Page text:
Christmas through the eyes of a child shows what the holiday is all about
Christmas through the eyes of a child shows what the holiday is all about.
By David Bowen
Last month I was running some errands with my daughters. We stopped at the normal places; we first hit Costco and then Walmart. At both stops, as we entered the store, lights were illuminating huge Christmas displays. Obviously, all of us immediately thought, “Christmas, let’s go look!”
It’s always fun to watch kids’ eyes light up as they take in all the bright displays. This trip, it was particularly interesting to hear their comments. Errands placed on the back burner, the topic of Christmas was all that we talked about. My girls were talking about what Mom would like. Then they saw an item they thought one of their friends would like. Then they saw a display of decorations and they imagined what that would look like if we brought it home. One asked the question all of us were thinking, but up to this point no one dared to speak out loud, “Would Mom be mad if you bought that?” As we laughed and said, “No, she’d be fine,” I asked them if there was anything they’d want? Yes, I must admit it was a test. I was wondering if they were really thinking of others or were they thinking of themselves and their wants.
I have to take the majority of the blame for my girls’ love of Christmas because I love Christmas and all of their lives every year they have seen their Dad go Christmas crazy. It’s become increasingly obvious that Dad’s love for Christmas has been officially handed down from generation to generation and it’s amazing and refreshing to see and hear the joy of Christmas from their perspectives. Christmas through the eyes of a child is a wonderful blessing. It’s innocent; it’s exciting; and it’s full of celebration and giving.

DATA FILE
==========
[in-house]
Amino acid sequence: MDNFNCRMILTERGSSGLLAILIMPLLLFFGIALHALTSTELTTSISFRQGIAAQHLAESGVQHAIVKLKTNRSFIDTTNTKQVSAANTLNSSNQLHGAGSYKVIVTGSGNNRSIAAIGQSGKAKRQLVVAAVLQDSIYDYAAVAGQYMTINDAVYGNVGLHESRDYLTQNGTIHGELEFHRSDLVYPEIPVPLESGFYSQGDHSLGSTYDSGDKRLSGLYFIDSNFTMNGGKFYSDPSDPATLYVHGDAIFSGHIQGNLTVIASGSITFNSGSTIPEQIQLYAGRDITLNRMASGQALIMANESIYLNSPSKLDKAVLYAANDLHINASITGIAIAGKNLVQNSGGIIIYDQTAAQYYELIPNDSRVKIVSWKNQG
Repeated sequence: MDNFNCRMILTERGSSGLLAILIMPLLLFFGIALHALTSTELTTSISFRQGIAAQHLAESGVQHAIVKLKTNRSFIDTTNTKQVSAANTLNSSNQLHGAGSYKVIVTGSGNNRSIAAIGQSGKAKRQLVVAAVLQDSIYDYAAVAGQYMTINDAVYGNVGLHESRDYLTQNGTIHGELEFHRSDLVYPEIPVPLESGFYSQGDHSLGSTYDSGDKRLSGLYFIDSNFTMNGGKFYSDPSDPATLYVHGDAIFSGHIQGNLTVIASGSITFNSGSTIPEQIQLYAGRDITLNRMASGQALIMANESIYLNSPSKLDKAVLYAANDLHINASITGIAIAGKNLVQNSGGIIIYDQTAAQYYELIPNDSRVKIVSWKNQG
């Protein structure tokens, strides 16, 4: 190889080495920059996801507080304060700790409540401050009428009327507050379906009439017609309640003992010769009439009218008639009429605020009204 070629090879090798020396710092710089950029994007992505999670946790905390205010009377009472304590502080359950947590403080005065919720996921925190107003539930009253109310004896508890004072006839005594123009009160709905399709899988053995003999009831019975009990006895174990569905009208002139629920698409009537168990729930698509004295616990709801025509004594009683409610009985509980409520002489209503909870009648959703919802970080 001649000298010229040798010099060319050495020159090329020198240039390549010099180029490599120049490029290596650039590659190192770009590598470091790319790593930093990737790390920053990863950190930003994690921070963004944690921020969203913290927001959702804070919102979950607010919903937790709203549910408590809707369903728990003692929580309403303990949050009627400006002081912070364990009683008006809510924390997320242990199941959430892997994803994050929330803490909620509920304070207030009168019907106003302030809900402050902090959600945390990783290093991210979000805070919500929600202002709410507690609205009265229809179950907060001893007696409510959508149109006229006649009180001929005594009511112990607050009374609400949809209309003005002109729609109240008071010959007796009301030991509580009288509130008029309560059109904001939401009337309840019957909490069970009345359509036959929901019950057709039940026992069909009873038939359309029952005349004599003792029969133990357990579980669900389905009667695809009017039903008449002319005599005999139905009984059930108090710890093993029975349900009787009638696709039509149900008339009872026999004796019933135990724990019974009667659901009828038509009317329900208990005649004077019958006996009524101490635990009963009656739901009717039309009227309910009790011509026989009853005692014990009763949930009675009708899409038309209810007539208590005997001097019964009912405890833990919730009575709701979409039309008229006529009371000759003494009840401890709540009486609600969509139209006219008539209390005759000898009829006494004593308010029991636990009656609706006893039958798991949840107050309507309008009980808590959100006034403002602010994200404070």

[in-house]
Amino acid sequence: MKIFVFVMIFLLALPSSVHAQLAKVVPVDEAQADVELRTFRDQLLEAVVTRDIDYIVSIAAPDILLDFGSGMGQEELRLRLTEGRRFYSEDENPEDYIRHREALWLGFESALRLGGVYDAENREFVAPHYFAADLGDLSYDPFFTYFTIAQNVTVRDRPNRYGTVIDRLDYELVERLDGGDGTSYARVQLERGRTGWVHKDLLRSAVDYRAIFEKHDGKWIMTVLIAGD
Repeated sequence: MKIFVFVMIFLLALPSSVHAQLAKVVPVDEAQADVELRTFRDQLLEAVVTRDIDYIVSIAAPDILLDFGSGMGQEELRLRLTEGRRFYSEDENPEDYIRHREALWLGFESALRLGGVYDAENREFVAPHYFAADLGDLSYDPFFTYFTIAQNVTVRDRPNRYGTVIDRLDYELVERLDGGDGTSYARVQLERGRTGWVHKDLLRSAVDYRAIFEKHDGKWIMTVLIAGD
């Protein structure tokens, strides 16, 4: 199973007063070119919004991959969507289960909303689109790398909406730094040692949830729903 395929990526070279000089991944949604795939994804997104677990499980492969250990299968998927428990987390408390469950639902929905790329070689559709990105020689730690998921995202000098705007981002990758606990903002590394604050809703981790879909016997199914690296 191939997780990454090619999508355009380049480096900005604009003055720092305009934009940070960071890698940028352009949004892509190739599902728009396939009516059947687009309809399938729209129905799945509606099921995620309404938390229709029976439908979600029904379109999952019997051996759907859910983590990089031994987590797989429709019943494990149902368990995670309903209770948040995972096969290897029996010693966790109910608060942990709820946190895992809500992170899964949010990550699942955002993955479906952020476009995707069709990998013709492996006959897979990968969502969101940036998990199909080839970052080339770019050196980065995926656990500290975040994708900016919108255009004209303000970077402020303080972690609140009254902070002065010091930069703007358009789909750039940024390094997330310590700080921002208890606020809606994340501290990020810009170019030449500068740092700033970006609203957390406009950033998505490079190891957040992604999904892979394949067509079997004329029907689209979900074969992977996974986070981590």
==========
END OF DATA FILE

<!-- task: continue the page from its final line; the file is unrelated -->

The stores reek of materialism but young hearts and eyes explode with wonderment. That helps keep this jaded adult heart pure. There’s a reason for the season. There’re many who could use a loving touch this Christmas season. One of my girls wanted to bake cookies; another said we have to get the supplies to make our traditional chocolate peanut butter bars. Why? Because everyone else loves them! Again their focus was on sharing and giving, not getting. That’s a heart and an attitude I’m happy to support.
As we slowly walked down the aisles, stopping to appreciate the tempting displays, the questions continued to flow. Can we decorate for Christmas earlier this year? Can we invite friends over? Can we send shoe boxes (filled with gifts) to kids in Africa again this year? Are we going to give away food again this year? Do you know who we’re going to give it to? Is the church going to have a Christmas Eve service? Can we get Chinese food after Christmas Eve service? Can we invite so and so to go with us…?
I hadn’t realized this before but I believe it’s possible for kids to fire question after question without taking a breath! I’m not even sure they wanted answers; they seemed content in just asking questions. Again the purity, the innocence, the focus. There’s a reason for this season. May it be a blessed Christmas for you and your loved ones! Merry Christmas.